Defensive Driving

FDOT District Two Community Traffic Safety Program presents: Three Defensive Driving Tools to Avoid Impact, by Jeff Hohlstein, a Traffic Safety Team member in Clay County, Florida. From 2009 through 2016 Jeff was a Traffic Cycling Instructor certified by multiple organizations. There he learned a lot about vehicles’ next actions without looking at the driver. He also adopted OODA, a quick decision-making tool originally developed for combat by Retired Colonel John “Forty-Second” Boyd, USAF. The OODA Loop is easily adopted to defensive driving, to help you see and avoid conflicts before they become crashes.

Learn about the OODA Loop: Observe • Orient • Decide • Act and other defensive driving tips to help reduce crashes on our roadways in this educational traffic safety video.

Downloadable version of the video as a PDF presentation file for viewing and sharing:

Read the complete article, “Three Defensive Driving Tools to Avoid Great Impact” below:

safe driver

Jeff Hohlstein

What do OODA, Three Mississippi’s, and a vehicle’s front wheels have in common? They can all be defensive driving tools that will alert and prepare you for potential conflict situations and avoid a crash.

In another year or so, I’ll enter that age range of 78–85, when most people decide to quit driving. Over the years, I’ve learned some tools that I hope will allow me to drive safely far beyond that range. I’m not a certified driving instructor, so I’ll describe the tools and how I use them. How you choose to use them is up to you.

The OODA Loop: See and avoid trouble

So what’s an OODA? The OODA Loop is a rapid decision-making tool developed by Retired Colonel John Boyd, USAF. In combat, OODA is used to totally confuse and demoralize the enemy. In defensive driving, OODA is a disciplined way of thinking that helps one see and avoid trouble. OODA stands for Observe > Orient > Decide > Act, and then do it again.

It sounds like common sense, doesn’t it? But then there’s a joke—Two crows were sitting in a tree above a corn field. Crow One said, “Let’s fly down and eat some corn.” Crow Two, “We can’t. There’s a man standing in the field.” Crow One, “That’s a scarecrow. If it was a man, he’d be looking at his cell phone.”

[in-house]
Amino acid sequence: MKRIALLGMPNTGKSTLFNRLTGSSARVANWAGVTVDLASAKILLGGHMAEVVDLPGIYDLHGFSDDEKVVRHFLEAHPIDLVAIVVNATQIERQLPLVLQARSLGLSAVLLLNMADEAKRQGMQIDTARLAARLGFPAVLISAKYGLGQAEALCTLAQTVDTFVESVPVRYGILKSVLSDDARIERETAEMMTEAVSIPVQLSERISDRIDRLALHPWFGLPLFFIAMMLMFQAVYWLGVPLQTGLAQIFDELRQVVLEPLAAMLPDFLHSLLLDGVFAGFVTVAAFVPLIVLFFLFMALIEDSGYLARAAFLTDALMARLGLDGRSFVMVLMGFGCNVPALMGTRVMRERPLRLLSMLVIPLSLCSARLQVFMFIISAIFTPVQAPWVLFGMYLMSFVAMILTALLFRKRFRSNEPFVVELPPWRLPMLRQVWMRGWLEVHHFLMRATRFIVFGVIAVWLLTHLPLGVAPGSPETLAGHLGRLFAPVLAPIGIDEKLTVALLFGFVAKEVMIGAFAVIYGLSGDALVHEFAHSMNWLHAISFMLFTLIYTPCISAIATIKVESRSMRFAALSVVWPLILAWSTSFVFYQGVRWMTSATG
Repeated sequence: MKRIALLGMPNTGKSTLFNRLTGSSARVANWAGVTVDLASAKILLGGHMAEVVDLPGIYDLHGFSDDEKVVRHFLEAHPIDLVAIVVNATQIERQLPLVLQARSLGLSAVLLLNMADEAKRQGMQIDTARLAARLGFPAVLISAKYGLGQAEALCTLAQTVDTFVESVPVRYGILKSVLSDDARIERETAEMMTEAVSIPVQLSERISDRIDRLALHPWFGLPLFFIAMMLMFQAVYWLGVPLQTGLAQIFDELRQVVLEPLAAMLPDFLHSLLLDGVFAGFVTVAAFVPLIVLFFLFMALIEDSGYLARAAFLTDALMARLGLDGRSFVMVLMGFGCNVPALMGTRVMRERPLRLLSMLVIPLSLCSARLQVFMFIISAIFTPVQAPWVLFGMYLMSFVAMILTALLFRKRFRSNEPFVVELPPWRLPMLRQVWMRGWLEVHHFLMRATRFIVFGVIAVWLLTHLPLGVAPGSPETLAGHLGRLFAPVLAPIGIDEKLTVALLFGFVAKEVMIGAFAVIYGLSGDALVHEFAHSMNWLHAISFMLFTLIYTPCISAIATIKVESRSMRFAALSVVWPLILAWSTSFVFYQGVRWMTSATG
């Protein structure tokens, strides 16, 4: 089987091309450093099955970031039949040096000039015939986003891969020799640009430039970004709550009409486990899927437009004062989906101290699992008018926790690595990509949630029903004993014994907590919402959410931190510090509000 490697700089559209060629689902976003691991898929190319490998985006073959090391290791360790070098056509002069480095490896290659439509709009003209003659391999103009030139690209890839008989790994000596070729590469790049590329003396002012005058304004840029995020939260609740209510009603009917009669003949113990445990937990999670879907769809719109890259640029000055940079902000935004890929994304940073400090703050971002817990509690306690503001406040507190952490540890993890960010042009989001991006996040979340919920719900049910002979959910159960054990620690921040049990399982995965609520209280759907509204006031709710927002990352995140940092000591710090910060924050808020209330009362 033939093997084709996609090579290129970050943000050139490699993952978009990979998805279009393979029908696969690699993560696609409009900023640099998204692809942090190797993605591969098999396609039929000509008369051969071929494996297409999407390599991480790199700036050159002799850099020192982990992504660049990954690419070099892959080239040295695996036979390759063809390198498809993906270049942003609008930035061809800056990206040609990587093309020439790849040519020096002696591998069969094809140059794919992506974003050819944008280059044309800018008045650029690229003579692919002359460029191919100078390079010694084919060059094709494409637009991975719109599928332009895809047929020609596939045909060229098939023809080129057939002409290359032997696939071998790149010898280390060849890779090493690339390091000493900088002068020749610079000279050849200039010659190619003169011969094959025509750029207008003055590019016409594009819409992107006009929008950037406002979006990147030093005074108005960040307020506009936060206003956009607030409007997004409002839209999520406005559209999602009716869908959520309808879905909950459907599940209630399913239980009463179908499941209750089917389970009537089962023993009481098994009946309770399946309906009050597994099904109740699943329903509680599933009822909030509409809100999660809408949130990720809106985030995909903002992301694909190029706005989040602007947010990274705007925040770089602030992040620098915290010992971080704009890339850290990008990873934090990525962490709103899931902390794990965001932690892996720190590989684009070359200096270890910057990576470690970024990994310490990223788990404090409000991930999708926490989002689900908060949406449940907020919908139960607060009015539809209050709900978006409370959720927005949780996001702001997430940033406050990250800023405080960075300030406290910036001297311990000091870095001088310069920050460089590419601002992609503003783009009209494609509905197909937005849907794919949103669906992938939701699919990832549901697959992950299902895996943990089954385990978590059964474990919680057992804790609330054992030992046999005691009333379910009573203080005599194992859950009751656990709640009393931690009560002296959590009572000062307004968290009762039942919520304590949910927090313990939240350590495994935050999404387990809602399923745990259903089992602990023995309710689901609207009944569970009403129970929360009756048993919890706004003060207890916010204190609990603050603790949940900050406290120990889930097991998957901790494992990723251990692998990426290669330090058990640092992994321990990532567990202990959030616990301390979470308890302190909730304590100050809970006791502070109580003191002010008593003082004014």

How many times do we see people who aren’t even observing? And, as we age, we need a conscious, disciplined decision-making tool to drive safely. OODA can be that tool. Let’s start with an easy example.

Three Mississippi’s: Three second rule Continue Reading

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Recipes for the Road

The FDOT District Two Community Traffic Safety Team (CTST) is proud to share the 22nd Annual Recipes for the Road. This four-page recipe card is filled with non-alcoholic drinks, mocktails, appetizers and sweet treats along with traffic safety tips. Our goal is to help reduce drinking and driving and alcohol-related traffic crashes this holiday season and throughout the year.

22nd Annual Recipes for the Road Bi-Fold Card
Download this FREE Printable PDF to Share

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Recipes for the Road Cards – Order Online Now

See below for over two decades of Recipes for the Road editions. Check out our Mocktail drink and food recipe cards and videos!

Recipes for the Road is part of our Celebrate Safely, Designate a Driver program where local restaurants and bars provide free non-alcoholic beverages to patrons who are the designated driver (AKA the “DD”). Together these printed materials and online resources from FDOT’s District Two CTST and local partners work to save lives and prevent injuries in our community. Click here for more information about Celebrate Safely.